After performing our new duet miles & miles at Chisenhale Dance Space in July, I became transfixed by a couple of questions: How did we untangle in front of you? How could we trust it was something to watch? Isn’t untangling a knot something about which you say “I can’t do this if I’m watched”? The untangling of a rope or string or other line or set of lines can be one of the most panic inducing dilemmas there is. Why would I want to play it out in real uncontrollable time in front of an audience.
The untangling is an unquestionable by-product of the forces and concerns we are laying out in miles & miles. Something about the attempt at linearity or organisation of a sense of life and its uncontrolability is at the heart of our performance work.
To reorganise a stream of consciousness unleashed into the world merely by being alive is almost an impossible task.
Undoing a knot is the kind of thing that might produce the declaration (even to friendly onlookers): I can’t do this in front of you.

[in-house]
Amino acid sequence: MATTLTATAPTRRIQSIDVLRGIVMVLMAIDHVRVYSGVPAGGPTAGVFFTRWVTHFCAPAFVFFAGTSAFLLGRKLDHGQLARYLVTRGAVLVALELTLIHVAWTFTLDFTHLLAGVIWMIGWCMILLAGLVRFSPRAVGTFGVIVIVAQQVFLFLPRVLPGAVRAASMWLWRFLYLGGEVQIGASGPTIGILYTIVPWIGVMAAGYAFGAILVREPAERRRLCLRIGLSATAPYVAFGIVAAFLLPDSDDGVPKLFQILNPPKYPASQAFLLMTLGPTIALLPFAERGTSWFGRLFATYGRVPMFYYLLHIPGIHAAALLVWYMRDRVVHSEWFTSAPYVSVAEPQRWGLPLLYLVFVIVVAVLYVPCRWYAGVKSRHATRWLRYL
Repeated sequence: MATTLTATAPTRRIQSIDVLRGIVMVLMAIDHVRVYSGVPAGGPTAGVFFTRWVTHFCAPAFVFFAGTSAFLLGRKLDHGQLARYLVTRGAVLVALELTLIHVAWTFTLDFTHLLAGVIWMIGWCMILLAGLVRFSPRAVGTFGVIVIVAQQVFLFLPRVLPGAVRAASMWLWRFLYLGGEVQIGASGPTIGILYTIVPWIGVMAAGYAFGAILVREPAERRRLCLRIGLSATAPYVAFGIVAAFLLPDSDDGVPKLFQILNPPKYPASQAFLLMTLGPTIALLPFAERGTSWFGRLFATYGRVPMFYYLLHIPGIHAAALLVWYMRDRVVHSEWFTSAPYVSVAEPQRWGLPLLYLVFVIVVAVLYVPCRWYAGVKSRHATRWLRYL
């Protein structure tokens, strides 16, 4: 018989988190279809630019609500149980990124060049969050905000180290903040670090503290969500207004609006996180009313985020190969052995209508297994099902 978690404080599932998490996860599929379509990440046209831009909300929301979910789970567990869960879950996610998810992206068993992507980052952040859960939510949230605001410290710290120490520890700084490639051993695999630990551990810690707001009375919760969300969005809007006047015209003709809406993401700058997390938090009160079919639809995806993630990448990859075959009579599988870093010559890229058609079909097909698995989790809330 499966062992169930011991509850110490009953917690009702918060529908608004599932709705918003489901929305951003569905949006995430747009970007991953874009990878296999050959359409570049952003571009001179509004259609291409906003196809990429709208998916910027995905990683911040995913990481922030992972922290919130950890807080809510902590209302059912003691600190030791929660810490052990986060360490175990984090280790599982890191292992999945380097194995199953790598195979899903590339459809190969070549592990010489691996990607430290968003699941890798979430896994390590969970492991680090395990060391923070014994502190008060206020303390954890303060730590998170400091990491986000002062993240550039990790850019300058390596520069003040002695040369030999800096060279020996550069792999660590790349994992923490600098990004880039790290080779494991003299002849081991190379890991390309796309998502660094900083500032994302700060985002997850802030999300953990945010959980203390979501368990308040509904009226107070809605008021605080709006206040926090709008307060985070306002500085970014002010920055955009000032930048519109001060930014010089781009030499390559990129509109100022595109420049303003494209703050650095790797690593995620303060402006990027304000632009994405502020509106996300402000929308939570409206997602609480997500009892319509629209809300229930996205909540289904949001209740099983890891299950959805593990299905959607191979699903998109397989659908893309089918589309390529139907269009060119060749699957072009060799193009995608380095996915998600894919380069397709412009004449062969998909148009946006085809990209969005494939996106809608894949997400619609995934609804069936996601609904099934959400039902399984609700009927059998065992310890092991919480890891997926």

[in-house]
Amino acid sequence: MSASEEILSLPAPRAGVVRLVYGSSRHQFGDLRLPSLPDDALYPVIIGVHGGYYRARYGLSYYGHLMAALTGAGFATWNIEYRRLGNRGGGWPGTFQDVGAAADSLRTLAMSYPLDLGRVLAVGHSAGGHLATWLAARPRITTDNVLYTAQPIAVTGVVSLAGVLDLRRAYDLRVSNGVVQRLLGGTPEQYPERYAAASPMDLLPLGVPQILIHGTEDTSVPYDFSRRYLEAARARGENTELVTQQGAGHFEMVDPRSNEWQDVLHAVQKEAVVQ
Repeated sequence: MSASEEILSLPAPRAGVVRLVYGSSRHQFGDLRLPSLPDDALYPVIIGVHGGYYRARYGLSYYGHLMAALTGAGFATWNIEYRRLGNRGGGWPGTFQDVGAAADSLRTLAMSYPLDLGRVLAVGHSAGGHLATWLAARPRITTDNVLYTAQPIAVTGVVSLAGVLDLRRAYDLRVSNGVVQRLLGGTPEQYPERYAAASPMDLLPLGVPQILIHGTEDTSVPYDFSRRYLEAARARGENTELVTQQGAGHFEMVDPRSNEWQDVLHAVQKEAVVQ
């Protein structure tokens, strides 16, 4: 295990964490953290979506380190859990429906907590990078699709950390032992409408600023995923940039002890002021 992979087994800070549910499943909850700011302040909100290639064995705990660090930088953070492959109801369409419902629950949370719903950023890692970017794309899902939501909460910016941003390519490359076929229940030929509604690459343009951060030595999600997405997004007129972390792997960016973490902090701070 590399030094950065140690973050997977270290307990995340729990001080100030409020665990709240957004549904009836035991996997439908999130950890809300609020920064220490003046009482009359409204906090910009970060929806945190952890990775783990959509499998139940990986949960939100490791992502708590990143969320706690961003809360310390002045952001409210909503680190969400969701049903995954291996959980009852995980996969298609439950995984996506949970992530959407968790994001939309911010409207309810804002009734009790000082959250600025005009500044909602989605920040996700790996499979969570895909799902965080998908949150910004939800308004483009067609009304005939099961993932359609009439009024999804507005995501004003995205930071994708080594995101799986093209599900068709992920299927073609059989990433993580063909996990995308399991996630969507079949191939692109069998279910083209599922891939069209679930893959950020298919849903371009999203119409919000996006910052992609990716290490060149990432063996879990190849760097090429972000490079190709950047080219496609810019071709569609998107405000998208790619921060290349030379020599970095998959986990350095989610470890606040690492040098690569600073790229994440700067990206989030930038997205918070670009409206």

The pressure of another’s gaze is unsettling to the mind of the untangler. Furthermore, what might be streamlined for one person to sort out becomes precarious with two as each sees the knot or tangle from a different point of view. The binocular aspect is just enough to tip the apple cart. But as we do work in tandem, we must exercise the capacity to refrain from turning on each other like over-heated rats in a crowded cage. And this is how we kept our nerve, by knowing there is a future to survive together.
. . . this will eventually be completed as an essay including (but not limited to) the following sections: the whole body through the loop, the performance of confidence & optimism, the technical terms we feigned to make it seem we were in control, and the vicarious thrill for the audience of our ultimate victory.